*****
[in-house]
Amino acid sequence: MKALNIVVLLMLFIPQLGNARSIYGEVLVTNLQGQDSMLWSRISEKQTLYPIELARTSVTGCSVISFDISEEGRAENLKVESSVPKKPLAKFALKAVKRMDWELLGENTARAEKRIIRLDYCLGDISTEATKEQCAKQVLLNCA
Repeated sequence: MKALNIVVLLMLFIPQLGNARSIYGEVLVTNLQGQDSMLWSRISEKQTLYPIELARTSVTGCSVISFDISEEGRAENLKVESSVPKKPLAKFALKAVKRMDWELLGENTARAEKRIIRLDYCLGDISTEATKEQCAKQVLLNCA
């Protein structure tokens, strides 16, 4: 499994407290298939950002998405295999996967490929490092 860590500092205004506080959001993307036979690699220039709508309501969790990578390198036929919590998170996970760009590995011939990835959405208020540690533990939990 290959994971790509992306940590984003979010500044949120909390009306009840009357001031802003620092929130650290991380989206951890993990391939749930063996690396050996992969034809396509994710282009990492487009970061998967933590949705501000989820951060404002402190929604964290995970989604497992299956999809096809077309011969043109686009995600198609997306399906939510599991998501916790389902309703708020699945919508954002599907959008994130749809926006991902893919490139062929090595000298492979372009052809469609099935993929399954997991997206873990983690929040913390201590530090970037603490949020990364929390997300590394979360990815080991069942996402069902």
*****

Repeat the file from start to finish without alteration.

[in-house]
Amino acid sequence: MKALNIVVLLMLFIPQLGNARSIYGEVLVTNLQGQDSMLWSRISEKQTLYPIELARTSVTGCSVISFDISEEGRAENLKVESSVPKKPLAKFALKAVKRMDWELLGENTARAEKRIIRLDYCLGDISTEATKEQCAKQVLLNCA
Repeated sequence: MKALNIVVLLMLFIPQLGNARSIYGEVLVTNLQGQDSMLWSRISEKQTLYPIELARTSVTGCSVISFDISEEGRAENLKVESSVPKKPLAKFALKAVKRMDWELLGENTARAEKRIIRLDYCLGDISTEATKEQCAKQVLLNCA
């Protein structure tokens, strides 16, 4: 499994407290298939950002998405295999996967490929490092 860590500092205004506080959001993307036979690699220039709508309501969790990578390198036929919590998170996970760009590995011939990835959405208020540690533990939990 290959994971790509992306940590984003979010500044949120909390009306009840009357001031802003620092929130650290991380989206951890993990391939749930063996690396050996992969034809396509994710282009990492487009970061998967933590949705501000989820951060404002402190929604964290995970989604497992299956999809096809077309011969043109686009995600198609997306399906939510599991998501916790389902309703708020699945919508954002599907959008994130749809926006991902893919490139062929090595000298492979372009052809469609099935993929399954997991997206873990983690929040913390201590530090970037603490949020990364929390997300590394979360990815080991069942996402069902």